On August 24th, the Administrator of the U.S. Environmental Protection Agency (EPA), Gina McCarthy, and the Minister of Ministry of the Environment of Japan (MOEJ), Yoshio Mochizuki, met in Tokyo, Japan for a high-level bilateral dialogue.
At the conclusion of the dialogue, Administrator McCarthy and Minister Mochizuki announced a common view to enhance bilateral and regional environmental collaboration related to mercury, climate change, regional air quality, environmental education, decontamination, children’s environmental health, and environmental impact assessment. This outcome builds on a 40-year history of cooperation on environmental issues between the U.S. and Japan, based on the Agreement on Cooperation in the Field of Environmental Protection between the two countries, signed in 1975.
EPA and MOEJ are committed to furthering their partnership on environmental cooperation as follows:
Recognizing the substantial lessons of Minamata disease, the Minamata Convention on Mercury aims to manage the risk of mercury in its entire lifecycle. On the occasion of Prime Minister Abe’s state visit to Washington in April, the United States and Japan committed to work to contribute to the objective of the Minamata Convention on Mercury by exploring opportunities for cooperation in collaboration with the Global Environment Facility (GEF). This would support developing countries in implementing the Convention.
To further implementation of the Minamata Convention on Mercury, EPA and MOEJ will work together to improve mercury monitoring through close coordination of various activities of both countries, especially the Asia Pacific Mercury Monitoring Network and Moyai Initiative for Networking, Assessment, and Strengthening. EPA and MOEJ will also support developing partner countries in Asia in their preparation of proposals to the Global Environment Facility to develop capacity for mercury monitoring. EPA and MOEJ will work together to improve the analysis of mercury flows in the region and promote assessment, awareness, and mercury use and emissions reduction options to assist third countries facing mercury challenges.
EPA and MOEJ recognize it is necessary to reduce the world’s total greenhouse gas emissions to cope with climate change, taking into account the latest results of the Intergovernmental Panel on Climate Change (IPCC). EPA and MOEJ will work towards a successful outcome at the 21st Conference of the Parties to United Nations Framework Convention on Climate Change (COP21) and acknowledge the need to accelerate climate actions with ambitious targets and to design the effective implementation of the new framework. A combination of legal, economic and informational measures will be used to address climate change.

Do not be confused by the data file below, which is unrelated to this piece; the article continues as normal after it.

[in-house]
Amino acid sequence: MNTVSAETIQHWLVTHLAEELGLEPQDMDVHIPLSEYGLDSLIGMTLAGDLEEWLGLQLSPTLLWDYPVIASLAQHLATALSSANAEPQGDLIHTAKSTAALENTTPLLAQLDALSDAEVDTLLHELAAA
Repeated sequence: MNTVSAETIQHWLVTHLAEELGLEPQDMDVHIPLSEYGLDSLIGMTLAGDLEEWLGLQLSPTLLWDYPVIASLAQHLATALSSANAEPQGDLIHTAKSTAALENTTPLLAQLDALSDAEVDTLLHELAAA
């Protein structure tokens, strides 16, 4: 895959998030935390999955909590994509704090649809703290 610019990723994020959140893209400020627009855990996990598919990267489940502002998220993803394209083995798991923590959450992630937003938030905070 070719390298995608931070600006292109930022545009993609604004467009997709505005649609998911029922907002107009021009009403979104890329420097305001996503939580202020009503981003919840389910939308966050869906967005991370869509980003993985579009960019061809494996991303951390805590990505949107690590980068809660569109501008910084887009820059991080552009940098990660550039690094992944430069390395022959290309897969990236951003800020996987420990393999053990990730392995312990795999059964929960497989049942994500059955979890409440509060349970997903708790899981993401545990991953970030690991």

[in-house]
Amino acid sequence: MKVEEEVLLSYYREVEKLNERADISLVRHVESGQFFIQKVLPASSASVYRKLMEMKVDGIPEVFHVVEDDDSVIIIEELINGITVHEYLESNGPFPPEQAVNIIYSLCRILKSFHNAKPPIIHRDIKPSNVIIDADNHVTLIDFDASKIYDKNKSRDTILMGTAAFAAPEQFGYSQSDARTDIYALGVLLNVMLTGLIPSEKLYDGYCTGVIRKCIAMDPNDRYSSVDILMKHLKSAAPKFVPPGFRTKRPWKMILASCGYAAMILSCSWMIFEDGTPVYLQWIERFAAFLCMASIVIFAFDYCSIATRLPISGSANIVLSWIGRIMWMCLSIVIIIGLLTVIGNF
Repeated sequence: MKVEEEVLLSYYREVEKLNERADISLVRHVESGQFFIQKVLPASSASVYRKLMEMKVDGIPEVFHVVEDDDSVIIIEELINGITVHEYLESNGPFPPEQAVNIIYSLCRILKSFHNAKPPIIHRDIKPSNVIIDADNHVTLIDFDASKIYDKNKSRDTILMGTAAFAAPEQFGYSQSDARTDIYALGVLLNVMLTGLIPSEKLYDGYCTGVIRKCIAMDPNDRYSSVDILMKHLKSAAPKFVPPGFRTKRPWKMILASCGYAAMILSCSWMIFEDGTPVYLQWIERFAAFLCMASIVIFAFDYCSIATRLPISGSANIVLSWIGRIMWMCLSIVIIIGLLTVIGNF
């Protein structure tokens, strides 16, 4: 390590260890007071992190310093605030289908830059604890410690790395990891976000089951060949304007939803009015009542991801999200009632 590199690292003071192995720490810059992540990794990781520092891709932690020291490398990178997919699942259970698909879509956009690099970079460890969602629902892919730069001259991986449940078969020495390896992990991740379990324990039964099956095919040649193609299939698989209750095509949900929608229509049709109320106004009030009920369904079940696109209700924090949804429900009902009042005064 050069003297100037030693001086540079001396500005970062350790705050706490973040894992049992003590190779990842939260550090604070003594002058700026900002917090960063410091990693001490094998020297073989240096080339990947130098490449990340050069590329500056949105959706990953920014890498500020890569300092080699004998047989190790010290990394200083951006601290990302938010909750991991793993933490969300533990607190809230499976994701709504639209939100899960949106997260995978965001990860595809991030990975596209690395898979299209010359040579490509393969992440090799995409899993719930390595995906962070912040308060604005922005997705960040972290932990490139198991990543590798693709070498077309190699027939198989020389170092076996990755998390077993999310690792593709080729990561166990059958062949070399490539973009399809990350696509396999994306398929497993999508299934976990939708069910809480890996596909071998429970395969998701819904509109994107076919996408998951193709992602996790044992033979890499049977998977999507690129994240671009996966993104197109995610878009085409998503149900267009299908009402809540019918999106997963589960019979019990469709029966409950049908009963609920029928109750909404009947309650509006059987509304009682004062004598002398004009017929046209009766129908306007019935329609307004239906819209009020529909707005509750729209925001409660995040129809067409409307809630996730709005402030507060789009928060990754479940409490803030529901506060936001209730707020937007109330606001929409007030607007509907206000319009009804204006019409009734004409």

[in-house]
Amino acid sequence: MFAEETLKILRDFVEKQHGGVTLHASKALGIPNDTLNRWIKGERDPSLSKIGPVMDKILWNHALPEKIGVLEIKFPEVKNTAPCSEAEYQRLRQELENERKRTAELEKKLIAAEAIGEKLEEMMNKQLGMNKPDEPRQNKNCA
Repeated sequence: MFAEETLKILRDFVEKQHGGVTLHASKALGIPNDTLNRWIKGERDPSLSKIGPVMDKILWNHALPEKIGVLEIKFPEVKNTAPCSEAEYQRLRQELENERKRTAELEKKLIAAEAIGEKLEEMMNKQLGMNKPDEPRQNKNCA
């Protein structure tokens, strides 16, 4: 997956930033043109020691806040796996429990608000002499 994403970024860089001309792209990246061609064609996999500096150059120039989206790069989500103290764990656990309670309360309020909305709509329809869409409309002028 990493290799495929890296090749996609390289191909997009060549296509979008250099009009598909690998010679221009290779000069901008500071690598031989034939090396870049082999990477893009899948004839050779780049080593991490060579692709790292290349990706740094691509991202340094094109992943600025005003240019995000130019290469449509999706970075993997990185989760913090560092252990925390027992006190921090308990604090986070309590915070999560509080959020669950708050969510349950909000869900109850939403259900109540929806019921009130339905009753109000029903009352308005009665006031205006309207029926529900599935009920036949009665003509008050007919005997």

EPA and MOEJ will continue to share information and exchange views on the implementation of such measures and strengthen adaptive capacities through knowledge-sharing networks such as the Global Adaptation Network (GAN), the Asia Pacific Adaptation Network (APAN), and the National Adaptation Plan (NAP) Global Network.
REGIONAL AIR QUALITY MANAGEMENT
EPA and MOEJ will promote collaboration between the Asia Pacific Clean Air Partnership (APCAP), the Integrated Programme for Better Air Quality (IBAQ) and the Cities Clean Air Partnership (CCAP) to help city officials in Asia improve air quality. Cities participating in the IBAQ, for example, will be able to utilize the tools of the Cities Clean Air Partnership to design and implement air quality programs, and vice versa.
EPA and MOEJ will share resources to enhance environmental education, including through capacity building, development and organization of learning materials and programs, and establishment of collaboration and support systems through regional and international networks. EPA and MOEJ will exchange views through the Global Environmental Education Partnership (GEEP), as well as through the North American Association for Environmental Education and the Japanese Society of Environmental Education.
DECONTAMINATION OF CONTAMINATED MATERIALS
EPA and MOEJ will continue cooperation on long-term safety and security related to the radioactive substances that were released with the accident at Fukushima Daiichi Nuclear Power Plant. EPA and MOEJ will continue to work through the Decommissioning and Environmental Management Working Group under the U.S. – Japan Bilateral Commission on Civil Nuclear Cooperation. Under this mechanism, EPA and MOEJ will continue to share approaches related to ongoing remediation and waste management challenges. In addition, EPA and Japan’s National Institute for Environmental Studies (NIES) will promote the interaction of researchers and sharing of progress and results of studies on the behavior of radioactive substances in the environment, exposure assessment, and the management of contaminated materials.
CHILDREN’S ENVIRONMENTAL HEALTH
Children are often more vulnerable to pollutants than adults due to differences in behavior and biology during development. EPA and MOEJ will continue to share information to contribute to existing and ongoing science and research such as the Japan Environment and Children’s Study.
ENVIRONMENTAL IMPACT ASSESSMENT
EPA and MOEJ will cooperate to share concepts, challenges and good practices on Environmental Impact Assessment (EIA) in Asia. Next steps will include MOEJ working with EPA to hold a meeting on EIA with engaged Asian countries alongside the International Association for Impact Assessment Conference in May 2016 in Nagoya, Japan.